How Democrats Could Leverage Trump's Sinking Presidency
Anyone who thinks Donald Trump's staggering, stumbling presidency is going to destroy the Republican Party really needs to remember what actually happened after Richard Nixon's resignation in 1974.
Yes, Republicans were routed in the midterm elections that year and lost the presidency in 1976. But they recovered strongly in 1978 and 1980. It was the same story after the Iran-Contra scandal in late 1986, which severely hurt Ronald Reagan's approval numbers, but didn't even cost Republicans the White House in 1988. George W. Bush's unpopular presidency wiped out the Republicans in 2006 and 2008 ... but then they rallied back sharply only two years later during Barack Obama's mildly unpopular early presidency.
Voters have extremely short memories. But the effects of an electoral disaster caused by their temporary shifts can be enormously long-lived in terms of policy, judges and energizing the opposition.
First of all, the status-quo bias of the U.S. political system means that it's very difficult to pass anything major, but that once something does pass, it's hard to dislodge it. We may yet see a major Republican health care bill pass during this Congress, but even if that does happen, much of the Affordable Care Act will survive. And that bill only passed because of George W. Bush's massive unpopularity after the Iraq War and the recession that began in late 2007, leading to Democratic landslides in 2006 and 2008. Similarly, Jimmy Carter's inept presidency yielded the 1980 Republican landslide and Ronald Reagan's big tax cuts and budget changes in 1981, much of which survived for a long time.
The electoral reaction doesn't last -- Republicans stormed back in 2010, just as Democrats had done back in 1982. But the policy changes that couldn't have happened otherwise persist.
What else lives on long after a landslide? Judges. The effects of Lyndon Johnson's electorally disastrous Vietnam War lived until Supreme Court Chief Justice William Rehnquist, a Nixon appointee, died in 2005. Jimmy Carter's failure to win a second term will live on as long as Justice Anthony Kennedy stays on the high court. And the effects of Bush's Iraq folly and the Bush-era recession will last as long as Justices Sonia Sotomayor and Elena Kagan remain on the bench. Not to mention the dozens and dozens of lower-court judges that also matter quite a lot. Granted, not all shifts of partisan control of the White House are caused by incumbent ineptness (or even just incumbent bad luck). But when a party does give up the presidency unnecessarily, the effects are huge even though the electoral punishment doesn't last long.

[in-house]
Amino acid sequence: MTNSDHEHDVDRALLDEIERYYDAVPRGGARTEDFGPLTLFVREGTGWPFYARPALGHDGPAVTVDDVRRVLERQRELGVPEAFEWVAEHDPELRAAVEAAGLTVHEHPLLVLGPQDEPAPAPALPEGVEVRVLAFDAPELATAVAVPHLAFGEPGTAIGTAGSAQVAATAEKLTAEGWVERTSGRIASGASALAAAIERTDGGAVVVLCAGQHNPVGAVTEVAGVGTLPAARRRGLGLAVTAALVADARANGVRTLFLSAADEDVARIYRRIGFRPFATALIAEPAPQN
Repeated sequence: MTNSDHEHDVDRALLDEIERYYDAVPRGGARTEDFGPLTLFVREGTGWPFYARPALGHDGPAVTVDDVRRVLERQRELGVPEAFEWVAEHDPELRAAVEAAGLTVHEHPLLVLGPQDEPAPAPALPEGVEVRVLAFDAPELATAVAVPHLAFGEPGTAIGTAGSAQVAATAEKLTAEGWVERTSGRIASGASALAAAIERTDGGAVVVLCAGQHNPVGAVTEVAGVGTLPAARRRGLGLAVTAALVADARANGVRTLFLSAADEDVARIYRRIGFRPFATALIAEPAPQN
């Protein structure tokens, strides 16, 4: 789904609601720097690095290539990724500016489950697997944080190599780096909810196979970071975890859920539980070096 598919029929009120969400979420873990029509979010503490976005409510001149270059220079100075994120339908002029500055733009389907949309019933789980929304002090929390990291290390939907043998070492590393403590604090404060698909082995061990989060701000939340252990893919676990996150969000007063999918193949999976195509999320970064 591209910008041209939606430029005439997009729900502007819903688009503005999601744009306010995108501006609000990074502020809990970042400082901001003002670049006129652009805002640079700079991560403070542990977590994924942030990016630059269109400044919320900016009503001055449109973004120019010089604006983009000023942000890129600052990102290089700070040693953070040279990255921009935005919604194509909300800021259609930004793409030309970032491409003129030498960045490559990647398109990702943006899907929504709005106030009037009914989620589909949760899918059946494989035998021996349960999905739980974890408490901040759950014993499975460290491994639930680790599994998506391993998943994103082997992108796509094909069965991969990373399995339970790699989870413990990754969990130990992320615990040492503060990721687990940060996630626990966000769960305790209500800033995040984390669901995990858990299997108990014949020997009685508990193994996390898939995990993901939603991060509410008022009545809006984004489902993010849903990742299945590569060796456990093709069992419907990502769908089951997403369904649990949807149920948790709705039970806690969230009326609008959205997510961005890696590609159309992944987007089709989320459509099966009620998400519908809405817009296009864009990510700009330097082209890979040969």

And there's a third long-lived effect. We think of the Affordable Care Act as Barack Obama's accomplishment, but it's at least equally the achievement of a group of members of Congress. Five of them -- Henry Waxman, George Miller, Max Baucus, Chris Dodd and Tom Harkin -- were Watergate babies. That is, they were first elected to Congress in the 1974 Democratic landslide brought on by Richard Nixon's scandal.
It's impossible to know exactly how important the skills that these legislators had developed over the decades were to getting "Obamacare" over the finish line. Obviously if they had never been elected, some other Democrats would have been the chairs of House Energy and Commerce, Senate Finance, and the other relevant committees. But I think most congressional observers would agree that their level of skill and expertise was unusually high, and it's quite possible that they did make the difference on that bill (and several others over the course of their careers). And while some Watergate babies might have had congressional careers regardless of that scandal, it's quite possible that some of them would not.
So, yes, if anyone tells you that Donald Trump will permanently destroy the Republican Party you can safely ignore it -- even if Trump winds up as unpopular as Carter, Nixon and Bush, it's very unlikely to do lasting electoral damage. But if Trump does produce a Democratic landslide or two, the effects may last a long, long time.
This column does not necessarily reflect the opinion of the editorial board or Bloomberg LP and its owners.
To contact the author of this story:
Jonathan Bernstein at email@example.com
To contact the editor responsible for this story:
Mike Nizza at firstname.lastname@example.org